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It is an ethical and moral responsibility to search for effective formats to bring closer the reality interpreted in the studies, based on the experience gathered, to an audience that does not necessarily possess the technical and methodological keys of academic research. Science might not only be transmitted by appealing to a cognitive understanding, but rather by connecting to the emotional world (including feelings and empathy).

If you want to reach a broad audience and consider the possibility of changing attitudes, you must not only be faithful to the scientific development, but to appeal to the emotional part, which can be relevant for the transformative power that science aims to. Knowledge transfer based on art combines, therefore, scientific rigor with human and personal experience. Knowledge transfer based on art aims, therefore, to combine scientific rigor with human and personal experience.

Knowledge transfer based on art aims, therefore, to combine scientific rigor with human and personal experience. The transfer of knowledge based on art deals with the dissemination and communication of knowledge resulting from research. Such approaches to knowledge transfer offer unique ways to involve diverse stakeholders in important healthcare issues. People in and out of clinical health care recognize that arts-based methods illuminate the human dimensions of health and illness in ways that lower disciplinary barriers and improve our understanding of both health care and health. 


By definition, these methods involve interdisciplinary and interprofessional collaboration between the clinical and social sciences, the humanities and the arts.

The incorporation of artistic formats in knowledge transfer strategies makes it possible to evoke emotional responses, provide alternative forms of representation and promote dialogue and the exchange of stories. Health-based research initiatives in art are becoming, therefore, a new platform to social research and a fruitful path to innovation in qualitative research. These changes are promising, as they begin to address the use of arts-based approaches as a legitimate way to conduct research and represent knowledge in health sciences, social sciences and humanities.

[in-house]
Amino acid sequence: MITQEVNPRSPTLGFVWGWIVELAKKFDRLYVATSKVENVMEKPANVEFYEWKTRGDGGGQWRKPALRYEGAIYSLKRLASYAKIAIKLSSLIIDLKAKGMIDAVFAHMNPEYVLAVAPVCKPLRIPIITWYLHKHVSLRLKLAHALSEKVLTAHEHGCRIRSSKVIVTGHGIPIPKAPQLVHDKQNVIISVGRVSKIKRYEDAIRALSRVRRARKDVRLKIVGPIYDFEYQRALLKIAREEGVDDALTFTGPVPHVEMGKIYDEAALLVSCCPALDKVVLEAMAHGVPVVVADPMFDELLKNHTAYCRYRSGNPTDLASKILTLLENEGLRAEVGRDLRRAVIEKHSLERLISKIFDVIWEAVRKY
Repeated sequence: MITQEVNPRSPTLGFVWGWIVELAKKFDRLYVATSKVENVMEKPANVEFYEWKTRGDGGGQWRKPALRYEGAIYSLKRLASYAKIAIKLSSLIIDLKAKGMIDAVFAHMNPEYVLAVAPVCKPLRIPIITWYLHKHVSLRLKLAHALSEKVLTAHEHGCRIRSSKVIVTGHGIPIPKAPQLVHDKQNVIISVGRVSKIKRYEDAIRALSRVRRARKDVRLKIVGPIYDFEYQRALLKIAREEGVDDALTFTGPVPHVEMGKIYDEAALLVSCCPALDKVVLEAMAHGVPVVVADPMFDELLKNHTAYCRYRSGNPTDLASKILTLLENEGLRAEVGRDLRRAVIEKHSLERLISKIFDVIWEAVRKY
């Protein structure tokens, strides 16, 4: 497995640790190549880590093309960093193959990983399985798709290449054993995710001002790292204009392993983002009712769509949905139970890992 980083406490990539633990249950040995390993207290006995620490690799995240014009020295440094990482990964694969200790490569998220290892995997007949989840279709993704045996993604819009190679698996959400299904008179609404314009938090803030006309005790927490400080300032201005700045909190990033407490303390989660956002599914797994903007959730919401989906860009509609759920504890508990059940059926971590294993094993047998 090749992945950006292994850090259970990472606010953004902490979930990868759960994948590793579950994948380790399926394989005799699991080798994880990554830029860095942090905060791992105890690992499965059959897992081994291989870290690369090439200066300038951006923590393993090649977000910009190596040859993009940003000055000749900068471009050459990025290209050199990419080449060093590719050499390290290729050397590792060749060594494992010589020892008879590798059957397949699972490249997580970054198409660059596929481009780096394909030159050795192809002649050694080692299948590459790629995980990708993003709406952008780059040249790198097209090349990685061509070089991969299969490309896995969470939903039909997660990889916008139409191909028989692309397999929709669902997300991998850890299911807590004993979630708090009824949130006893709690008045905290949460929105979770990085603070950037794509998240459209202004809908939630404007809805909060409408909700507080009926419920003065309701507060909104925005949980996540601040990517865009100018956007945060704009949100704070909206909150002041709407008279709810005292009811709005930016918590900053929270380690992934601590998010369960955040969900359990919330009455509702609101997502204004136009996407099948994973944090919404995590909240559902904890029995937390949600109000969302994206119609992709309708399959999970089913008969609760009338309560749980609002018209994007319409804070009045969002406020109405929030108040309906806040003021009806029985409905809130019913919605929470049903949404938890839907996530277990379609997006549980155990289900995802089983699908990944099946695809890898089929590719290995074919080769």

Despite the growing proliferation of collaborative art exhibitions, books, performances and installations that aim to "activate" science, it is not clear whether scientific communication based on the arts is exceptionally effective in creating awareness or shaping public policy.

This is the reason we need to work together artist, scientist, and all stakeholders involved. In this emerging and prolific scenario of the use of the arts in the field of health research, three central gaps have been identified: the need for a critical dialogue on the impact of research in health based on the arts, the need to focus in how the quality of such projects is judged and the need to address the ethical challenges of participating in this work. While the transfer of knowledge based on the arts is increasingly popular, relatively few professionals have systematically evaluated the impact of such methods. In a recent review of the scope of 72 arts-based health research articles, Boydell et al identified 42 papers that focus on the use of the arts in the creation of research knowledge: 24 focused on the dissemination of findings, and only six focused specifically on assessing the impact of the use of the arts on audience members.